A stack is composed of two images that are intended to work together:
If you’re using the
pack stack suggestwill display a list of recommended stacks that can be used when running
pack builder create, along with each stack’s associated build and run images.
Stacks are used by builders and are configured through a builder’s configuration file:
[[buildpacks]] # ... [[order]] # ... [stack] id = "com.example.stack" build-image = "example/build" run-image = "example/run" run-image-mirrors = ["gcr.io/example/run", "registry.example.com/example/run"]
By providing the required
[stack] section, a builder author can configure a stack’s ID, build image, and run image
(including any mirrors).
Run image mirrors provide alternate locations for run images, for use during
build with a builder containing run image mirrors,
pack will select a run image
whose registry location matches that of the specified app image (if no registry host is specified in the image name,
DockerHub is assumed). This is useful when publishing the resulting app image (via the
--publish flag or via
docker push), as the app’s base image (i.e. run image) will be located on the same registry as the app image itself,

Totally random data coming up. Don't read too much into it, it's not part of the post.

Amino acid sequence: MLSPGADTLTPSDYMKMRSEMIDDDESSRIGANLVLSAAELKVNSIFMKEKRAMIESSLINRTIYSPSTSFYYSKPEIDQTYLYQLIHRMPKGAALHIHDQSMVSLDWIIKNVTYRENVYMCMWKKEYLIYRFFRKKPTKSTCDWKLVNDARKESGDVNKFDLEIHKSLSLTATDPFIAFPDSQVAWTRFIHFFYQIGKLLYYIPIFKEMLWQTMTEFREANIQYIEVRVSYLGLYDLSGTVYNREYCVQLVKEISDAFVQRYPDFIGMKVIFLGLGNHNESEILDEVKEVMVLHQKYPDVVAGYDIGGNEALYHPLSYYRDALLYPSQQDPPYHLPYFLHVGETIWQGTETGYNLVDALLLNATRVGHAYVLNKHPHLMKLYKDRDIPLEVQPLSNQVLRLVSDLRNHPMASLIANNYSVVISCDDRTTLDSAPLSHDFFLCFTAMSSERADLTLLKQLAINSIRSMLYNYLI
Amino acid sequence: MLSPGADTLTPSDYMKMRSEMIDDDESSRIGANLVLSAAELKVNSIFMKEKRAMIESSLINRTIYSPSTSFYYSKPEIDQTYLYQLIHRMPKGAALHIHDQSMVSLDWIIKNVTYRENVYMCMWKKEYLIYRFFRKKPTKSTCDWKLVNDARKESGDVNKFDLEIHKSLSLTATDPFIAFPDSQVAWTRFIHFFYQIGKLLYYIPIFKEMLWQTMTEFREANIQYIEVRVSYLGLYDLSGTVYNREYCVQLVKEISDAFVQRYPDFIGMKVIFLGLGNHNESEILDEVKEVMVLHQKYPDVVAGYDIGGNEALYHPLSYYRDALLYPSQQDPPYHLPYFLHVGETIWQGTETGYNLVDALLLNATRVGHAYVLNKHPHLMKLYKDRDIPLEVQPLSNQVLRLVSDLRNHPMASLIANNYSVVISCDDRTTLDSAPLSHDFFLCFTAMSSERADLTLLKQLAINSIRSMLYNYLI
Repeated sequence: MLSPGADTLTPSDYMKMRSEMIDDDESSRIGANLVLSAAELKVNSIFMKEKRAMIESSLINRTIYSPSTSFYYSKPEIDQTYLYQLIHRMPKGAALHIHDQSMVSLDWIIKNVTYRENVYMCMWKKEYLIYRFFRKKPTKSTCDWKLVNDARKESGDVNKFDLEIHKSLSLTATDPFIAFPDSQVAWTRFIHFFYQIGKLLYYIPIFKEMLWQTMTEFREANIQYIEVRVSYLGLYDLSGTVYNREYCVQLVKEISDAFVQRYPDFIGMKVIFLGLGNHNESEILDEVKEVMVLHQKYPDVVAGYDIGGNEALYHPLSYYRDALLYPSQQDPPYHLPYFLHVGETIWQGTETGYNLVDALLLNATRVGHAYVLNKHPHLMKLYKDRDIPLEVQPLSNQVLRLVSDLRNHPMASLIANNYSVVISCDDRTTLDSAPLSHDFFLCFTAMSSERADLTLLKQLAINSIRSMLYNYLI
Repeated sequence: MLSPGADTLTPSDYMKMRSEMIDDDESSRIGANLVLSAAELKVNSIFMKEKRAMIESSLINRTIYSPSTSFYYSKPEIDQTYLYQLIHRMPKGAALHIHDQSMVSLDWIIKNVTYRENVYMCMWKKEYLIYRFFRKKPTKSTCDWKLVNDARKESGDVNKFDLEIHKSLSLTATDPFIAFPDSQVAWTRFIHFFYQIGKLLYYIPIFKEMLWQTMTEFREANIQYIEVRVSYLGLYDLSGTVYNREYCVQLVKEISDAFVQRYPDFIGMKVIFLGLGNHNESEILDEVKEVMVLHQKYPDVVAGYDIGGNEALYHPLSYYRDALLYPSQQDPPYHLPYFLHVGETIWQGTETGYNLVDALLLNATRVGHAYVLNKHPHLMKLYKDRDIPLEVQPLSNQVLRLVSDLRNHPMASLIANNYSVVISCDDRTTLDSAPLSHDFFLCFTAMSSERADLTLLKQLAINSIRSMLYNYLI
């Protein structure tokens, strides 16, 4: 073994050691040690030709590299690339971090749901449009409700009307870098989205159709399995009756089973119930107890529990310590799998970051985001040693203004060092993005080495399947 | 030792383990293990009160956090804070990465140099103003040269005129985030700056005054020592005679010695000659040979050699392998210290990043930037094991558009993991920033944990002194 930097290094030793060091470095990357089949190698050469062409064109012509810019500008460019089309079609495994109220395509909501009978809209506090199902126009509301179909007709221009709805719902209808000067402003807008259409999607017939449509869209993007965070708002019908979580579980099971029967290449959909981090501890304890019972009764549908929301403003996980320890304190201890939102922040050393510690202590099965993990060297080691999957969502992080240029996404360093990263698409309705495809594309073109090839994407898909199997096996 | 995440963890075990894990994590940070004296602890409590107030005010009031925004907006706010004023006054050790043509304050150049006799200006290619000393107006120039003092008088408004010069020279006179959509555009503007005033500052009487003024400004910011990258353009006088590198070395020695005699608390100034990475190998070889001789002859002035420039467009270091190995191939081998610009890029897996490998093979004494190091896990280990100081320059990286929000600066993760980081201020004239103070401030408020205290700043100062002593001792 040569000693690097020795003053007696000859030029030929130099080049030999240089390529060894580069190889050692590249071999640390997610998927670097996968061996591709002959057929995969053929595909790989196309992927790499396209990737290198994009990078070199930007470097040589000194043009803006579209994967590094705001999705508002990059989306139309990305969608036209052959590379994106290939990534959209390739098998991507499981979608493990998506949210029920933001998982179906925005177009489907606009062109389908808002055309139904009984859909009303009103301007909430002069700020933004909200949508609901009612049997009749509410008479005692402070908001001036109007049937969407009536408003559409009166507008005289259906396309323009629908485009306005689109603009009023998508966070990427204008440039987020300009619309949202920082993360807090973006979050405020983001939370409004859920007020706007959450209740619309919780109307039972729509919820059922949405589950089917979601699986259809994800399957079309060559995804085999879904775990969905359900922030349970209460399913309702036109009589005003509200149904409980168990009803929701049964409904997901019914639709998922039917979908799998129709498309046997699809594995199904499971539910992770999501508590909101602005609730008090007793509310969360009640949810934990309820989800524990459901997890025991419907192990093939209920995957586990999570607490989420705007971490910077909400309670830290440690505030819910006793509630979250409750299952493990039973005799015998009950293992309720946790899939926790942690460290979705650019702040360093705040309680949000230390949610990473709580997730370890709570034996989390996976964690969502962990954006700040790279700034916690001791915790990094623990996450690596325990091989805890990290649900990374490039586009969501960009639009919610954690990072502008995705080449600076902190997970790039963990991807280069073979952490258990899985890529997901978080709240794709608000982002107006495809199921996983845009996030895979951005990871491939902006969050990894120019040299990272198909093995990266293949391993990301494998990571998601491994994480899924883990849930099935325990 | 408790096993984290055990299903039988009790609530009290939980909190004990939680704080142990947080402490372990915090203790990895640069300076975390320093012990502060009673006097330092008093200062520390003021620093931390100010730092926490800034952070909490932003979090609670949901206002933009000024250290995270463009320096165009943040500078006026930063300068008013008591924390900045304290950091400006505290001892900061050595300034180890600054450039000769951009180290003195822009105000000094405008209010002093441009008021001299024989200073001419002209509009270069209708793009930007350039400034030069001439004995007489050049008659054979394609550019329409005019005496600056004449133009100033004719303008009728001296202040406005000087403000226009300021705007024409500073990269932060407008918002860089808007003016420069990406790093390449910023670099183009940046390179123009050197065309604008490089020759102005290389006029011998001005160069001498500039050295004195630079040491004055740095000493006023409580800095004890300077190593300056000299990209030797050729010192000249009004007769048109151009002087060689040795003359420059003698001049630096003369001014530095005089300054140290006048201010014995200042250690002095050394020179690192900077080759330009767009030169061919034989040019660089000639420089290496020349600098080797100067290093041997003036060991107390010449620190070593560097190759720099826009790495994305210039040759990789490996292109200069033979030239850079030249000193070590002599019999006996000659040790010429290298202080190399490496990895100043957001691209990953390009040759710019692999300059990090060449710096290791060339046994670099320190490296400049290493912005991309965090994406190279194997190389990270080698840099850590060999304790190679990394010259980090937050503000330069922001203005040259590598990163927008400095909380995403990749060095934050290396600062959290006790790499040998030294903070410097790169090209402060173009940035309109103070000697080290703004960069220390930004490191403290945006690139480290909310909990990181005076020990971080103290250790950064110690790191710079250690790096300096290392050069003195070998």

reducing the amount of data transfer required to push the app image.
In the following example, assuming a builder configured with the example TOML above, the selected run image will be
$ pack build registry.example.com/example/app
while naming the app without a registry specified,
example/app, will cause
example/run to be selected as the app’s
$ pack build example/app
For local development, it’s often helpful to override the run image mirrors in a builder. For this, the
pack config run-image-mirrorscommand can be used. This command does not modify the builder, and instead configures the user’s local machine.
To see what run images are configured for a builder, the
inspect-buildercommand can be used.
inspect-builderwill output built-in and locally-configured run images for a given builder, among other useful information. The order of the run images in the output denotes the order in which they will be matched during
To learn how to create your own stack, see our Operator’s Guide.